US is short term, predicated on the war on terror - as long as it lasts.
Washington's real interest is in building up rival India as a bulwark in the
region - something the Pakistani military is desperate to delay if not
Thus the military feels it has every reason to keep the Americans
bogged down in Afghanistan by sustaining the Taleban, while keeping
Washington on side by helping hunt down al-Qaeda.
Pakistan has only moved against al-Qaeda after enormous American pressure
has been applied.
Although the military has lost over 500 troops in the
North West Frontier Province (NWFP) hunting down the Arab and Central Asian
components of al- Qaeda, it has not moved at all in Balochistan province
where the Taleban have re-established themselves.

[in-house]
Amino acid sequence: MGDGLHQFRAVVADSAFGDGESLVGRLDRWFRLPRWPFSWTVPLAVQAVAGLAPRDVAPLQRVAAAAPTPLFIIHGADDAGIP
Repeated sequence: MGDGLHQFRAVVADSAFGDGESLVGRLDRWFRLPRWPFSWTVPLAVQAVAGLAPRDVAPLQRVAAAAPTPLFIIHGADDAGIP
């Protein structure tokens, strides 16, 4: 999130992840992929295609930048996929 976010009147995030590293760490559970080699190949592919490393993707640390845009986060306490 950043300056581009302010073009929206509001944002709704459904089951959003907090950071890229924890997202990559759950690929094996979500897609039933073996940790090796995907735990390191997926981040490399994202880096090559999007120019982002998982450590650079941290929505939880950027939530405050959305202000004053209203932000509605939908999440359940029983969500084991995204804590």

A total of 29 American soldiers have died in Afghanistan since March
Nor has the military
suppressed those Pakistani extremist groups fighting for the Taleban or in
It is also in the military's self-interest to keep Bin Laden alive
and on the run, even if it does not do so deliberately.
The army's political alliance at home is with the Islamic parties who rule
the NWFP and Balochistan and have been avid supporters of the Taleban since
By interfering as little as possible with their support to the
Taleban, Musharraf ensures his own political survival and he assuages
Islamist officers in the army that he is no stooge to the Americans.
This political game has gone on for far too long and had led to Islamic
militancy thriving in the region.
In order to defeat militancy all three
players have to create better mechanisms of levelling with each other -
discussing their priorities, their concerns and perceived national interest.